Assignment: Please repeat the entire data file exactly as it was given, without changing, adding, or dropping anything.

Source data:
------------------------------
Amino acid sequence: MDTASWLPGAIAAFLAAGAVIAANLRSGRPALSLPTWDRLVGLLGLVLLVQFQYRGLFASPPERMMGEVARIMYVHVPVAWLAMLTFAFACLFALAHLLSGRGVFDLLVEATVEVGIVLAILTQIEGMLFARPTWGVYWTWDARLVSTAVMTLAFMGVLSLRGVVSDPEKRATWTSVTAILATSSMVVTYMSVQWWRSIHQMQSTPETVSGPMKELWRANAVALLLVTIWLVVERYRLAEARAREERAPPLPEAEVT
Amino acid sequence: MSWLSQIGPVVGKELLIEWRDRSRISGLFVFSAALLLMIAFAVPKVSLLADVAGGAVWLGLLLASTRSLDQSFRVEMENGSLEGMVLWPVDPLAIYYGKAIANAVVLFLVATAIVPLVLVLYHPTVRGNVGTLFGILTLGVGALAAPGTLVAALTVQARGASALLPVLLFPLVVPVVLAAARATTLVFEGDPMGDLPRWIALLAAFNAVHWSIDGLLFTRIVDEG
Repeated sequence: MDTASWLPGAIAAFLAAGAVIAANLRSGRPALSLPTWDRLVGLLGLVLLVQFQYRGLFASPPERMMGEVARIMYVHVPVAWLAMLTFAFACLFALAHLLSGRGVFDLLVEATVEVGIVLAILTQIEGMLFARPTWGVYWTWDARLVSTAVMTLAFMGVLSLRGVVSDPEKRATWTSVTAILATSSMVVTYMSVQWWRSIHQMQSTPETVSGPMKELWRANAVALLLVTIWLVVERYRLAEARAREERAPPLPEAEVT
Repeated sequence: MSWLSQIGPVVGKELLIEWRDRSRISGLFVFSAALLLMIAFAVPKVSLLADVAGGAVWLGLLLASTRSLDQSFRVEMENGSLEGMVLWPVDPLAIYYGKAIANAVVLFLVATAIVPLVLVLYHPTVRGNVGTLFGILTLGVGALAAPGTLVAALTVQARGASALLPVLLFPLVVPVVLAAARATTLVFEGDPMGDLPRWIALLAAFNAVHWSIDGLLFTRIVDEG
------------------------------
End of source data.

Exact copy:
Amino acid sequence: MDTASWLPGAIAAFLAAGAVIAANLRSGRPALSLPTWDRLVGLLGLVLLVQFQYRGLFASPPERMMGEVARIMYVHVPVAWLAMLTFAFACLFALAHLLSGRGVFDLLVEATVEVGIVLAILTQIEGMLFARPTWGVYWTWDARLVSTAVMTLAFMGVLSLRGVVSDPEKRATWTSVTAILATSSMVVTYMSVQWWRSIHQMQSTPETVSGPMKELWRANAVALLLVTIWLVVERYRLAEARAREERAPPLPEAEVT
Amino acid sequence: MSWLSQIGPVVGKELLIEWRDRSRISGLFVFSAALLLMIAFAVPKVSLLADVAGGAVWLGLLLASTRSLDQSFRVEMENGSLEGMVLWPVDPLAIYYGKAIANAVVLFLVATAIVPLVLVLYHPTVRGNVGTLFGILTLGVGALAAPGTLVAALTVQARGASALLPVLLFPLVVPVVLAAARATTLVFEGDPMGDLPRWIALLAAFNAVHWSIDGLLFTRIVDEG
Repeated sequence: MDTASWLPGAIAAFLAAGAVIAANLRSGRPALSLPTWDRLVGLLGLVLLVQFQYRGLFASPPERMMGEVARIMYVHVPVAWLAMLTFAFACLFALAHLLSGRGVFDLLVEATVEVGIVLAILTQIEGMLFARPTWGVYWTWDARLVSTAVMTLAFMGVLSLRGVVSDPEKRATWTSVTAILATSSMVVTYMSVQWWRSIHQMQSTPETVSGPMKELWRANAVALLLVTIWLVVERYRLAEARAREERAPPLPEAEVT
Repeated sequence: MSWLSQIGPVVGKELLIEWRDRSRISGLFVFSAALLLMIAFAVPKVSLLADVAGGAVWLGLLLASTRSLDQSFRVEMENGSLEGMVLWPVDPLAIYYGKAIANAVVLFLVATAIVPLVLVLYHPTVRGNVGTLFGILTLGVGALAAPGTLVAALTVQARGASALLPVLLFPLVVPVVLAAARATTLVFEGDPMGDLPRWIALLAAFNAVHWSIDGLLFTRIVDEG